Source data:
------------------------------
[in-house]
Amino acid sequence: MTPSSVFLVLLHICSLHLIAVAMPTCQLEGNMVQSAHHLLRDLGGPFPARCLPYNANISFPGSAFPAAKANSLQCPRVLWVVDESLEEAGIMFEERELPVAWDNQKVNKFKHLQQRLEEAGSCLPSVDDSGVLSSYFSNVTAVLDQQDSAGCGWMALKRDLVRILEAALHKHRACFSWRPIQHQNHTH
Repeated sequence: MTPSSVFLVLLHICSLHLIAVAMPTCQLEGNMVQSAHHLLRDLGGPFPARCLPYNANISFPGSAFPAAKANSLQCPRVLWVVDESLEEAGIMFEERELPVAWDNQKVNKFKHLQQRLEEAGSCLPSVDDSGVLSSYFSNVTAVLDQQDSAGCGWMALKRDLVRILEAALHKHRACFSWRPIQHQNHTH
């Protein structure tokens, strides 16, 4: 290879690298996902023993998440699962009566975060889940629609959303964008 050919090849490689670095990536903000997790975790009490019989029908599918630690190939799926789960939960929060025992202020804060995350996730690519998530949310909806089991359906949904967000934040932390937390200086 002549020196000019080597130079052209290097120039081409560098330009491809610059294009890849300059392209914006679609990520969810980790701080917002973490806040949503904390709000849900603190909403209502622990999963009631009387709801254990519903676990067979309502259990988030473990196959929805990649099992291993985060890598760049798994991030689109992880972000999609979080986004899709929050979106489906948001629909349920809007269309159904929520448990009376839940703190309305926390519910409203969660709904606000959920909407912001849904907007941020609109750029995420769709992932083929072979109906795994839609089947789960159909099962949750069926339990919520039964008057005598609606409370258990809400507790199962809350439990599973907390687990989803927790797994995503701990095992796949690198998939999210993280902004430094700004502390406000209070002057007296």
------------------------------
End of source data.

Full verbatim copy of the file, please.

[in-house]
Amino acid sequence: MTPSSVFLVLLHICSLHLIAVAMPTCQLEGNMVQSAHHLLRDLGGPFPARCLPYNANISFPGSAFPAAKANSLQCPRVLWVVDESLEEAGIMFEERELPVAWDNQKVNKFKHLQQRLEEAGSCLPSVDDSGVLSSYFSNVTAVLDQQDSAGCGWMALKRDLVRILEAALHKHRACFSWRPIQHQNHTH
Repeated sequence: MTPSSVFLVLLHICSLHLIAVAMPTCQLEGNMVQSAHHLLRDLGGPFPARCLPYNANISFPGSAFPAAKANSLQCPRVLWVVDESLEEAGIMFEERELPVAWDNQKVNKFKHLQQRLEEAGSCLPSVDDSGVLSSYFSNVTAVLDQQDSAGCGWMALKRDLVRILEAALHKHRACFSWRPIQHQNHTH
């Protein structure tokens, strides 16, 4: 290879690298996902023993998440699962009566975060889940629609959303964008 050919090849490689670095990536903000997790975790009490019989029908599918630690190939799926789960939960929060025992202020804060995350996730690519998530949310909806089991359906949904967000934040932390937390200086 002549020196000019080597130079052209290097120039081409560098330009491809610059294009890849300059392209914006679609990520969810980790701080917002973490806040949503904390709000849900603190909403209502622990999963009631009387709801254990519903676990067979309502259990988030473990196959929805990649099992291993985060890598760049798994991030689109992880972000999609979080986004899709929050979106489906948001629909349920809007269309159904929520448990009376839940703190309305926390519910409203969660709904606000959920909407912001849904907007941020609109750029995420769709992932083929072979109906795994839609089947789960159909099962949750069926339990919520039964008057005598609606409370258990809400507790199962809350439990599973907390687990989803927790797994995503701990095992796949690198998939999210993280902004430094700004502390406000209070002057007296």